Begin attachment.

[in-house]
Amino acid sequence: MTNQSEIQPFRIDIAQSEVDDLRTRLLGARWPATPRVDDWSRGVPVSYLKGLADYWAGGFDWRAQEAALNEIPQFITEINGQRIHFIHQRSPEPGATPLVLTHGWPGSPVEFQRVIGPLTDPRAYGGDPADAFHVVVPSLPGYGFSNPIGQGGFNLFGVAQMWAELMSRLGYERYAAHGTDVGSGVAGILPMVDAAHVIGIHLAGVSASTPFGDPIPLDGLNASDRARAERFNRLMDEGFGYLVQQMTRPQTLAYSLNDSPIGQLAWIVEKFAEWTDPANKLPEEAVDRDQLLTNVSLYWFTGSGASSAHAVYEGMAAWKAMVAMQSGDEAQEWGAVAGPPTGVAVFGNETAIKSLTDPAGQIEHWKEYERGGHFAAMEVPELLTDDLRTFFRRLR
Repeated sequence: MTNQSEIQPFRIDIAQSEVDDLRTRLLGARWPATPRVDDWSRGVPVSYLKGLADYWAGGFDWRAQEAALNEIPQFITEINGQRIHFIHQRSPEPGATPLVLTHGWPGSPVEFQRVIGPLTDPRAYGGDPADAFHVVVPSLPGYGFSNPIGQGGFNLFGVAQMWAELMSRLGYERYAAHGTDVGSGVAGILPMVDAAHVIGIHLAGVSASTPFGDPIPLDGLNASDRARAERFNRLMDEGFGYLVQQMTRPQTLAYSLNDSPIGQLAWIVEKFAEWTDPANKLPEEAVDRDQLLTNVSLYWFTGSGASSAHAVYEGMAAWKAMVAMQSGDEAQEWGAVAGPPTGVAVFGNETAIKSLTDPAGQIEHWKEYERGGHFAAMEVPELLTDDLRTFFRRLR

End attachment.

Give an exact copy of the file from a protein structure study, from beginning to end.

[in-house]
Amino acid sequence: MTNQSEIQPFRIDIAQSEVDDLRTRLLGARWPATPRVDDWSRGVPVSYLKGLADYWAGGFDWRAQEAALNEIPQFITEINGQRIHFIHQRSPEPGATPLVLTHGWPGSPVEFQRVIGPLTDPRAYGGDPADAFHVVVPSLPGYGFSNPIGQGGFNLFGVAQMWAELMSRLGYERYAAHGTDVGSGVAGILPMVDAAHVIGIHLAGVSASTPFGDPIPLDGLNASDRARAERFNRLMDEGFGYLVQQMTRPQTLAYSLNDSPIGQLAWIVEKFAEWTDPANKLPEEAVDRDQLLTNVSLYWFTGSGASSAHAVYEGMAAWKAMVAMQSGDEAQEWGAVAGPPTGVAVFGNETAIKSLTDPAGQIEHWKEYERGGHFAAMEVPELLTDDLRTFFRRLR
Repeated sequence: MTNQSEIQPFRIDIAQSEVDDLRTRLLGARWPATPRVDDWSRGVPVSYLKGLADYWAGGFDWRAQEAALNEIPQFITEINGQRIHFIHQRSPEPGATPLVLTHGWPGSPVEFQRVIGPLTDPRAYGGDPADAFHVVVPSLPGYGFSNPIGQGGFNLFGVAQMWAELMSRLGYERYAAHGTDVGSGVAGILPMVDAAHVIGIHLAGVSASTPFGDPIPLDGLNASDRARAERFNRLMDEGFGYLVQQMTRPQTLAYSLNDSPIGQLAWIVEKFAEWTDPANKLPEEAVDRDQLLTNVSLYWFTGSGASSAHAVYEGMAAWKAMVAMQSGDEAQEWGAVAGPPTGVAVFGNETAIKSLTDPAGQIEHWKEYERGGHFAAMEVPELLTDDLRTFFRRLR